508 research outputs found

    Viral transduction of primary human lymphoma B cells reveals mechanisms of NOTCH-mediated immune escape

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    Hotspot mutations in the PEST-domain of NOTCH1 and NOTCH2 are recurrently identified in B cell malignancies. To address how NOTCH-mutations contribute to a dismal prognosis, we have generated isogenic primary human tumor cells from patients with Chronic Lymphocytic Leukemia (CLL) and Mantle Cell Lymphoma (MCL), differing only in their expression of the intracellular domain (ICD) of NOTCH1 or NOTCH2. Our data demonstrate that both NOTCH-paralogs facilitate immune-escape of malignant B cells by up-regulating PD-L1, partly dependent on autocrine interferon-? signaling. In addition, NOTCH-activation causes silencing of the entire HLA-class II locus via epigenetic regulation of the transcriptional co-activator CIITA. Notably, while NOTCH1 and NOTCH2 govern similar transcriptional programs, disease-specific differences in their expression levels can favor paralog-specific selection. Importantly, NOTCH-ICD also strongly down-regulates the expression of CD19, possibly limiting the effectiveness of immune-therapies. These NOTCH-mediated immune escape mechanisms are associated with the expansion of exhausted CD8+ T cells in vivo.© 2022. The Author(s)

    Tumors carrying BRAF-mutations over-express NAMPT that is genetically amplified and possesses oncogenic properties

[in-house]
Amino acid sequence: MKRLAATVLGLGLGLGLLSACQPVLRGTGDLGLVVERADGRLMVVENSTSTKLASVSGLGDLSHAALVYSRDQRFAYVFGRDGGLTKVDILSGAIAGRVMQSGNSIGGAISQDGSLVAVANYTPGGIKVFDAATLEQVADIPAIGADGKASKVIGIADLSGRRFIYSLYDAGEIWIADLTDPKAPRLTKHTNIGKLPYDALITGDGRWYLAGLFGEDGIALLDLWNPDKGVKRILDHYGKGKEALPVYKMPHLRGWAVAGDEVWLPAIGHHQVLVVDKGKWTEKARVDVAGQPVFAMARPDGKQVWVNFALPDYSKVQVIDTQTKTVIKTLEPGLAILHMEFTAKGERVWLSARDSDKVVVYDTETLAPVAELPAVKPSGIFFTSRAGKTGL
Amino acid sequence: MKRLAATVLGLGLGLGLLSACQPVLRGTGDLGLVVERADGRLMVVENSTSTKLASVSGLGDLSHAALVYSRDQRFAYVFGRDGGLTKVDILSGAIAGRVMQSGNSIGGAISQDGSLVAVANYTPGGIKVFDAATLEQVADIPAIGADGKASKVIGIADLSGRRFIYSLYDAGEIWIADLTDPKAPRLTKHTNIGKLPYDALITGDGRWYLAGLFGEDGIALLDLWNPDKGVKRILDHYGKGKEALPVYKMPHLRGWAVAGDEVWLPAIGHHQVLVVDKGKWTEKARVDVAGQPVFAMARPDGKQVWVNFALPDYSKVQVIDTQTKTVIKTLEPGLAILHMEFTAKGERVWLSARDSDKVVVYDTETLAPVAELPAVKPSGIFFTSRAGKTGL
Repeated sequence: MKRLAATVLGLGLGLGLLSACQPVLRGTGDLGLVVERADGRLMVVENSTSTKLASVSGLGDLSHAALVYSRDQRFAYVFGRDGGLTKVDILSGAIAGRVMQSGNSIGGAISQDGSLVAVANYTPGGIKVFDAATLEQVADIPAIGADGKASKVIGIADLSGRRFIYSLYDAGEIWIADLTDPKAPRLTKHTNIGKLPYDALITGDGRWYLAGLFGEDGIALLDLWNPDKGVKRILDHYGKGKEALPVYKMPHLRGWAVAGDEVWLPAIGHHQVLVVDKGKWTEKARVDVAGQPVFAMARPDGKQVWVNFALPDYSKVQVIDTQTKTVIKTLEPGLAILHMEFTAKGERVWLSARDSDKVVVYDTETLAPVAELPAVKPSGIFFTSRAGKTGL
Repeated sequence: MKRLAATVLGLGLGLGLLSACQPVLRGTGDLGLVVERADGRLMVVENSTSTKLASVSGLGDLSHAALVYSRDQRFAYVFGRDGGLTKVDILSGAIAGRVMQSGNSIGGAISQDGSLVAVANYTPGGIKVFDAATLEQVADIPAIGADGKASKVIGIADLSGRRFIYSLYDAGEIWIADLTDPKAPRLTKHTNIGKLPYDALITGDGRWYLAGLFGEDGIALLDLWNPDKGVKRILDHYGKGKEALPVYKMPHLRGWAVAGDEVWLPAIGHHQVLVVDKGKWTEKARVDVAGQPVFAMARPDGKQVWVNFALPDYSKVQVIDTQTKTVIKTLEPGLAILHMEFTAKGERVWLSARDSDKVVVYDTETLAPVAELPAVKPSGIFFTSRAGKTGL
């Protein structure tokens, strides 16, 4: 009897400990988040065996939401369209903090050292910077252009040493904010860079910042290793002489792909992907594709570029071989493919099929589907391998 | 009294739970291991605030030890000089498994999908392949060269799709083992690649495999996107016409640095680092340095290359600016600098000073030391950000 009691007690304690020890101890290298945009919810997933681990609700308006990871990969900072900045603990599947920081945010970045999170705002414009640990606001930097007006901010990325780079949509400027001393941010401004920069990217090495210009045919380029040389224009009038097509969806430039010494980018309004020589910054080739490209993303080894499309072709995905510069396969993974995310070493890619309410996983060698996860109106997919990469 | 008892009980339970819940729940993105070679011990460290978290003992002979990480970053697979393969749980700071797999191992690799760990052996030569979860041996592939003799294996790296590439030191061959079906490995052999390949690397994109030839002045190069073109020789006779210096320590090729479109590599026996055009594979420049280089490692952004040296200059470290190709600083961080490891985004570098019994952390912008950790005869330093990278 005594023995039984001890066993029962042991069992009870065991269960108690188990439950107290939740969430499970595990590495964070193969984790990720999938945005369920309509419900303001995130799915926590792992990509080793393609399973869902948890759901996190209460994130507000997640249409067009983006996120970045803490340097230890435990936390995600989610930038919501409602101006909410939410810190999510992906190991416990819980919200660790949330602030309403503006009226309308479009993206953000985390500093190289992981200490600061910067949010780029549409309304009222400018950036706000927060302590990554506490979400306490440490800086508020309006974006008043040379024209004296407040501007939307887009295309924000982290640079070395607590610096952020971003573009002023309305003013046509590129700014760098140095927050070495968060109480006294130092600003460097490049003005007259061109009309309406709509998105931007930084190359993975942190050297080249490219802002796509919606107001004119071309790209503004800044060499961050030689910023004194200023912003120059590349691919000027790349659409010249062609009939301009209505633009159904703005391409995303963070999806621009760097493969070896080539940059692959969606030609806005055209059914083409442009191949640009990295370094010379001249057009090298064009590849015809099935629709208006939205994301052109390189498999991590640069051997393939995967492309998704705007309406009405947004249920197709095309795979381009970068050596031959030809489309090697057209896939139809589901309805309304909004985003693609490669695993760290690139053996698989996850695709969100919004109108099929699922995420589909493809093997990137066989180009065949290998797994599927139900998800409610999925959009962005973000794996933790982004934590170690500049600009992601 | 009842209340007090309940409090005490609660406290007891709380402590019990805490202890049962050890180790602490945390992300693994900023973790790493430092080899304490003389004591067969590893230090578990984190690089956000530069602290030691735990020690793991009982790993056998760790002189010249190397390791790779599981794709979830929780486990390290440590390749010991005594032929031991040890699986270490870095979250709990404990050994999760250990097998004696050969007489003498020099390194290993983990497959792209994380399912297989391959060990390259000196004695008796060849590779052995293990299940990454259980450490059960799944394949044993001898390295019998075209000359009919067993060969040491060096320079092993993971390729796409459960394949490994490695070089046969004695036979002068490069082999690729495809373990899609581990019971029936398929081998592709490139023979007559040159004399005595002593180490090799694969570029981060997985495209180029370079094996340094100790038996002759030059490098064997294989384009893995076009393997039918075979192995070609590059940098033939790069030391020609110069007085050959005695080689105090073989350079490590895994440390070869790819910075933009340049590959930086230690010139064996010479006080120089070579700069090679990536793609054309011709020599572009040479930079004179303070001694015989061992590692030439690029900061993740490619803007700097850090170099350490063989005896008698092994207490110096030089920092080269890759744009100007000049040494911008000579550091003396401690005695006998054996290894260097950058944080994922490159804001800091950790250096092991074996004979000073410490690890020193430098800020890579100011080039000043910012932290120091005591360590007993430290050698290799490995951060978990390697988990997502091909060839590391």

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    Background: Nicotinamide phosphoribosyltransferase (NAMPT), the rate-limiting enzyme in nicotinamide adenine dinucleotide (NAD) biosynthesis, is up-regulated in several cancers, including metastatic melanoma (MM). The BRAF oncogene is mutated in different cancer types, among which MM and thyroid carcinoma (THCA) are prominent. Drugs targeting mutant BRAF are effective, especially in MM patients, even though resistance rapidly develops. Previous data have linked NAMPT over-expression to the acquisition of BRAF resistance, paving the way for therapeutic strategies targeting the two pathways. Methods: Exploiting the TCGA database and a collection of MM and THCA tissue microarrays we studied the association between BRAF mutations and NAMPT expression. BRAF wild-type (wt) cell lines were genetically engineered to over-express the BRAF V600E construct to demonstrate a direct relationship between over-activation of the BRAF pathway and NAMPT expression. Responses of different cell line models to NAMPT (i)nhibitors were studied using dose–response proliferation assays. Analysis of NAMPT copy number variation was performed in the TCGA dataset. Lastly, growth and colony forming assays were used to study the tumorigenic functions of NAMPT itself. Results: The first finding of this work is that tumor samples carrying BRAF-mutations over-express NAMPT, as demonstrated by analyzing the TCGA dataset, and MM and THC tissue microarrays. Importantly, BRAF wt MM and THCA cell lines modified to over-express the BRAF V600E construct up-regulated NAMPT, confirming a transcriptional regulation of NAMPT following BRAF oncogenic signaling activation. Treatment of BRAF-mutated cell lines with two different NAMPTi was followed by significant reduction of tumor growth, indicating NAMPT addiction in these cells. Lastly, we found that several tumors over-expressing the enzyme, display NAMPT gene amplification. Over-expression of NAMPT in BRAF wt MM cell line and in fibroblasts resulted in increased growth capacity, arguing in favor of oncogenic properties of NAMPT. Conclusions: Overall, the association between BRAF mutations and NAMPT expression identifies a subset of tumors more sensitive to NAMPT inhibition opening the way for novel combination therapies including NAMPTi with BRAFi/MEKi, to postpone and/or overcome drug resistance. Lastly, the over-expression of NAMPT in several tumors could be a key and broad event in tumorigenesis, substantiated by the finding of NAMPT gene amplification
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